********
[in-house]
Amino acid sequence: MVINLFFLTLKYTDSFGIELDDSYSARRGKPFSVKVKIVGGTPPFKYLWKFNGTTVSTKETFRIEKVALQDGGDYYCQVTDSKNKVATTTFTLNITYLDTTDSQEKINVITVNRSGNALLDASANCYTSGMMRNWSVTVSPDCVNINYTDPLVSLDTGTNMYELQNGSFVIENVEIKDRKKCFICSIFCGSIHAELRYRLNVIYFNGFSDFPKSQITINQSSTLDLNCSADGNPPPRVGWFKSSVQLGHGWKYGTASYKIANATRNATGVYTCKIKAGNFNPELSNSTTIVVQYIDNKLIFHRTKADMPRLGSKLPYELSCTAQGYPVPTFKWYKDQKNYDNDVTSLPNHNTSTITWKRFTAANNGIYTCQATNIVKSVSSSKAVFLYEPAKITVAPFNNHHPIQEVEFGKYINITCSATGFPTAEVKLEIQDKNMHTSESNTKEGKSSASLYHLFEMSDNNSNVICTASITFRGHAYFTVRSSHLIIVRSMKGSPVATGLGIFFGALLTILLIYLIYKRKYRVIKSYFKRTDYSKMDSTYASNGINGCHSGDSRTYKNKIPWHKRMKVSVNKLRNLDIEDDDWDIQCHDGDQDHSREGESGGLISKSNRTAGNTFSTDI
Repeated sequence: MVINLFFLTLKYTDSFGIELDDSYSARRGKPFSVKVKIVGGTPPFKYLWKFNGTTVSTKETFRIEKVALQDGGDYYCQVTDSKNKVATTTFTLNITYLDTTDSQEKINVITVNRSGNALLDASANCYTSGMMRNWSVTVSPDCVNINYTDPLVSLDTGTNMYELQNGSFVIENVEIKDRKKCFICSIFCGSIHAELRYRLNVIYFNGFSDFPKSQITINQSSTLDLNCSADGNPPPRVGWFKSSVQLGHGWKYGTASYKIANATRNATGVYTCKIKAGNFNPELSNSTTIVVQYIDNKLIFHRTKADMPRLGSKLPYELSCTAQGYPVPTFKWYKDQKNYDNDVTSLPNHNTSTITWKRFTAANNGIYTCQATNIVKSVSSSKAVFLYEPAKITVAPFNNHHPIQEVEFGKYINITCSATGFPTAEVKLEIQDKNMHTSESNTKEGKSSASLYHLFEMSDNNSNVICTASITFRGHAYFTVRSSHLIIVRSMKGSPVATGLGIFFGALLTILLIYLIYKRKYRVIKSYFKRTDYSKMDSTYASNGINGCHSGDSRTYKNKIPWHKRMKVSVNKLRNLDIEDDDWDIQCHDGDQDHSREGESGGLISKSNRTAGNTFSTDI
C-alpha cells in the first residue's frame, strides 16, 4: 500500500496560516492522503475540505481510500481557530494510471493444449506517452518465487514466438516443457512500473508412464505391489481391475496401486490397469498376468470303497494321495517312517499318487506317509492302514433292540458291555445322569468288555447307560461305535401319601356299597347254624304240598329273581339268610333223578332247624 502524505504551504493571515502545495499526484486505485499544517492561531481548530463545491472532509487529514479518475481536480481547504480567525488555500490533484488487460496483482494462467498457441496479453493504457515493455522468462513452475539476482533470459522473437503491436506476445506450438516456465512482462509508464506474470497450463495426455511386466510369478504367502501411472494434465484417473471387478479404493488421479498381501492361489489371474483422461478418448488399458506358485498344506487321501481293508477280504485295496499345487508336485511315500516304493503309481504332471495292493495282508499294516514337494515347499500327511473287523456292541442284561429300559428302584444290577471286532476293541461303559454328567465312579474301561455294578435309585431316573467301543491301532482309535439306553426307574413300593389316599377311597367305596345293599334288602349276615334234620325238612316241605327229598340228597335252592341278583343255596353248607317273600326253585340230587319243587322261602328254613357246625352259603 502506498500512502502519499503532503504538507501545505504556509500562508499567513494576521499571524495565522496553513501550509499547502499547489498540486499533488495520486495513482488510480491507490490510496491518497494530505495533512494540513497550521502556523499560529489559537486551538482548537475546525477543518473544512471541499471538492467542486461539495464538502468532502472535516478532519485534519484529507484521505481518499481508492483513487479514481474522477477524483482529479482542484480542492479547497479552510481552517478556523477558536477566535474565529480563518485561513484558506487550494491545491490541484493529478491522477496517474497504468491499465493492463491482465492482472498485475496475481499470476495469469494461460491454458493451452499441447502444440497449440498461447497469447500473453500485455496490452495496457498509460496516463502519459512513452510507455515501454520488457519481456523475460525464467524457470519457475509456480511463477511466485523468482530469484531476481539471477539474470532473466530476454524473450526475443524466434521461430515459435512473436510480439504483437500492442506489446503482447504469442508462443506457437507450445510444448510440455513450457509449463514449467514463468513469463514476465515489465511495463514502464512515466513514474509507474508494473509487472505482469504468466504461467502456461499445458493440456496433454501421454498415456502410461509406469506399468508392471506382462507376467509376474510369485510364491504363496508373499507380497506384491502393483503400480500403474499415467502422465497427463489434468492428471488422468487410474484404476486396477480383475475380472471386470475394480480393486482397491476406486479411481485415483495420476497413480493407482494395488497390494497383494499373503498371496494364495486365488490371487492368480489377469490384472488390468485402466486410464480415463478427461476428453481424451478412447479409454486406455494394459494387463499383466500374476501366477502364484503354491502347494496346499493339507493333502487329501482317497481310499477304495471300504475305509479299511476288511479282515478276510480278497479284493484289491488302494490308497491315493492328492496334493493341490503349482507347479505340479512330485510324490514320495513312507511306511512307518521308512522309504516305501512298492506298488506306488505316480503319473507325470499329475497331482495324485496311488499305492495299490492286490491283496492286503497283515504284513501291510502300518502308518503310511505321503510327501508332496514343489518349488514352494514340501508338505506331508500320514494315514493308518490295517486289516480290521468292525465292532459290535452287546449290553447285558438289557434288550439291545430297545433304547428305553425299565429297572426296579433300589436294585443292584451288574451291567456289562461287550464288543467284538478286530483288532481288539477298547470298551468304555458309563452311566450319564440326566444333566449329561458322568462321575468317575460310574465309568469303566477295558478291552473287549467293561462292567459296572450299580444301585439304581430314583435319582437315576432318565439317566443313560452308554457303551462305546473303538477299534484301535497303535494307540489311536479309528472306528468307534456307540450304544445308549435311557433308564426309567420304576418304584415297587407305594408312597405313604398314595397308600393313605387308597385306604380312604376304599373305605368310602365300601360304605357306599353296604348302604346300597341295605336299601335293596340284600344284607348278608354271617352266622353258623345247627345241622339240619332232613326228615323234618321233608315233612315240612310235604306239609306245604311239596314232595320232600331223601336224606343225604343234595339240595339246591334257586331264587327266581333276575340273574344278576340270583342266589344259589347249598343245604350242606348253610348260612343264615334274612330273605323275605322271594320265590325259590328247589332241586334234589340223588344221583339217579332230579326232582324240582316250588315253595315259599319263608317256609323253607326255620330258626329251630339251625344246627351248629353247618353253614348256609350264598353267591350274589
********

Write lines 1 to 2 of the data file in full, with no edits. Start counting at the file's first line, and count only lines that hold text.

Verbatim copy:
[in-house]
Amino acid sequence: MVINLFFLTLKYTDSFGIELDDSYSARRGKPFSVKVKIVGGTPPFKYLWKFNGTTVSTKETFRIEKVALQDGGDYYCQVTDSKNKVATTTFTLNITYLDTTDSQEKINVITVNRSGNALLDASANCYTSGMMRNWSVTVSPDCVNINYTDPLVSLDTGTNMYELQNGSFVIENVEIKDRKKCFICSIFCGSIHAELRYRLNVIYFNGFSDFPKSQITINQSSTLDLNCSADGNPPPRVGWFKSSVQLGHGWKYGTASYKIANATRNATGVYTCKIKAGNFNPELSNSTTIVVQYIDNKLIFHRTKADMPRLGSKLPYELSCTAQGYPVPTFKWYKDQKNYDNDVTSLPNHNTSTITWKRFTAANNGIYTCQATNIVKSVSSSKAVFLYEPAKITVAPFNNHHPIQEVEFGKYINITCSATGFPTAEVKLEIQDKNMHTSESNTKEGKSSASLYHLFEMSDNNSNVICTASITFRGHAYFTVRSSHLIIVRSMKGSPVATGLGIFFGALLTILLIYLIYKRKYRVIKSYFKRTDYSKMDSTYASNGINGCHSGDSRTYKNKIPWHKRMKVSVNKLRNLDIEDDDWDIQCHDGDQDHSREGESGGLISKSNRTAGNTFSTDI